An Everlasting Symbol of Florence
Open all of the time, along the pedestrian zone south of Piazza della Repubblica towards Palazzo Pitti
Built very close to the Roman crossing, the Ponte Vecchio, or Old Bridge, was the only bridge across the Arno in Florence until 1218. The current bridge was rebuilt after a flood in 1345. During World War II it was the only bridge across the Arno that the fleeing Germans did not destroy. Instead they blocked access by demolishing the medieval buildings on each side. On November 4, 1966, the bridge miraculously withstood the tremendous weight of water and silt when the Arno once again burst its banks.
Who Built the Bridge?
It is possible to document the first bridge since 966 and even its reconstruction after the flood in 1345 however, the present construction is a bit of a mystery. Even though Giorgio Vasari, an artist & chronalist from the 1500s, attributed the bridge to Taddeo Gaddi, the construction seems to point more towards the involvement of the Dominican friars with their keen sense of proportion, harmony and use of numbers. We do know however that the bridge was built as a system of defense, and the windows and artistic elements that we can admire now were added after the shops were sold to the merchants.
When the Medici moved from Palazzo Vecchio to Palazzo Pitti, they decided they needed a connecting route from the Uffizi to the Palazzo Pitti on the other side of the Arno that would enable them to keep out of contact with the people they ruled. The result was the Corridoio Vasariano, built in 1565 by Giorgio Vasari and which runs above the little goldsmiths' shops on the Ponte Vecchio.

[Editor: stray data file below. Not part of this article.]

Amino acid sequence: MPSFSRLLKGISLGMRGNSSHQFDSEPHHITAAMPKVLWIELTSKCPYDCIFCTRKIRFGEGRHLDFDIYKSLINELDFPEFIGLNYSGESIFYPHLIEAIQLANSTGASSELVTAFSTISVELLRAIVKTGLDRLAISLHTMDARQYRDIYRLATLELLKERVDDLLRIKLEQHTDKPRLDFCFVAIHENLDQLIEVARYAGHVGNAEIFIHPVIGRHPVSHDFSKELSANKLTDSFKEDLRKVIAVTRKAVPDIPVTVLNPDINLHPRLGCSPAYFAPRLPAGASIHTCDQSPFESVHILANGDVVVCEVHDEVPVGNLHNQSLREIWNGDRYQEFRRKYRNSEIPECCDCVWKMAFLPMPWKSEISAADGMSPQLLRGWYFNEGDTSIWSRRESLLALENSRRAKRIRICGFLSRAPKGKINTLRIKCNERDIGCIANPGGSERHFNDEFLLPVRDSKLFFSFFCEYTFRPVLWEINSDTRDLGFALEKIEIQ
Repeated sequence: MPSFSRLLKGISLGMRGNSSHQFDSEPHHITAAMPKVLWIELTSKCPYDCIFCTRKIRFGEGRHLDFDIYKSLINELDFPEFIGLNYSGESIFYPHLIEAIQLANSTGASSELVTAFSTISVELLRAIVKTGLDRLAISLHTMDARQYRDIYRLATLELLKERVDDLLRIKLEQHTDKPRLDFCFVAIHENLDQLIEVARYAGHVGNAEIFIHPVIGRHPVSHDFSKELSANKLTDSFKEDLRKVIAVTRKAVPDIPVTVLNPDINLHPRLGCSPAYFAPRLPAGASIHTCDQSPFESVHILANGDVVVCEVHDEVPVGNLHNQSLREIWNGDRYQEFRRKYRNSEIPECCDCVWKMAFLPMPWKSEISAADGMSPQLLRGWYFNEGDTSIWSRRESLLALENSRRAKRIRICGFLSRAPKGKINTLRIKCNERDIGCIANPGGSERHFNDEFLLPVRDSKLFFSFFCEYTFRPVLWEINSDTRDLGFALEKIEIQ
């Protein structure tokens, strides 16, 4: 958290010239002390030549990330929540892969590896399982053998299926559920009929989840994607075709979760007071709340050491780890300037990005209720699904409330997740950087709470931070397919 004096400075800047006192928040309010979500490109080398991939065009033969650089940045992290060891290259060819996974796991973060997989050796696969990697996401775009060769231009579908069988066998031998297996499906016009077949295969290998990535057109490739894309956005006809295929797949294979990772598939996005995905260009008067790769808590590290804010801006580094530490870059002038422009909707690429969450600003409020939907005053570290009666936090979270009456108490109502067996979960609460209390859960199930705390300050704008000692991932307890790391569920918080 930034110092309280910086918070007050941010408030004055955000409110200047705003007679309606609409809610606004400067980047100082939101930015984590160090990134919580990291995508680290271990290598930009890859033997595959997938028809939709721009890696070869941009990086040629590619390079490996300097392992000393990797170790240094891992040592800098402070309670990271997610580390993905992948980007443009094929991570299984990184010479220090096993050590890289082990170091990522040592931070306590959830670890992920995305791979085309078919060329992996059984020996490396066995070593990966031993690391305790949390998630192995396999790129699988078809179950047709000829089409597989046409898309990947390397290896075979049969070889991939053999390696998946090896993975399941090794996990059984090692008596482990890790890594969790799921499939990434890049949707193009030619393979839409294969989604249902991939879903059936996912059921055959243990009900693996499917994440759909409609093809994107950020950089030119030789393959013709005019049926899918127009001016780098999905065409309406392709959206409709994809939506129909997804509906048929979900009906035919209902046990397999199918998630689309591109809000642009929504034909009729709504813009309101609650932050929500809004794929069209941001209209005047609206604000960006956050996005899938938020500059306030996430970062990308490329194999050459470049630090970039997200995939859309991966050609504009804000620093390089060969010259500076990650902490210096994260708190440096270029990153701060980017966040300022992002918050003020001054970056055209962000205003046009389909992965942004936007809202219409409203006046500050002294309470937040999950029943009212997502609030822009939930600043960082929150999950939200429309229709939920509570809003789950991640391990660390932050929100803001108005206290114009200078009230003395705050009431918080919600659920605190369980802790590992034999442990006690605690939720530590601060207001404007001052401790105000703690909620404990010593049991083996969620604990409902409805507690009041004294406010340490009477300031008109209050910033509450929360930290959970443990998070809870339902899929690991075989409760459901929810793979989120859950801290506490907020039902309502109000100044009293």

There have been shops on Ponte Vecchio since the 13th century. Initially, there were all types of shops, including butchers and fishmongers and, later, tanners, whose "industrial waste" caused a pretty rank stench in the area. In 1593, Ferdinand I decreed that only goldsmiths and jewelers be allowed to have their shops on the bridge in order to improve the wellbeing of all, including their own as they walked over the bridge.
Benvenuto Cellini, a 16th century goldsmith, is honoured with a bust on the bridge. By night, the wooden shutters of the shops create a look like suitcases and wooden chests, making it a very suggestive route to take for an evening passeggiata, or stroll. Ponte Vecchio is a very romantic spot in Florence, with its great views over the river and of the bridge itself.
It is also possible to admire the bridge from underneath in theater presentations, the occasional concert and boat rides. After the disaster in 2016, there is talk of turning the work road constructed during the rebuilding of the river walls int a park area, where it will be possible to stroll the river banks and get a close-up view of the bridge.
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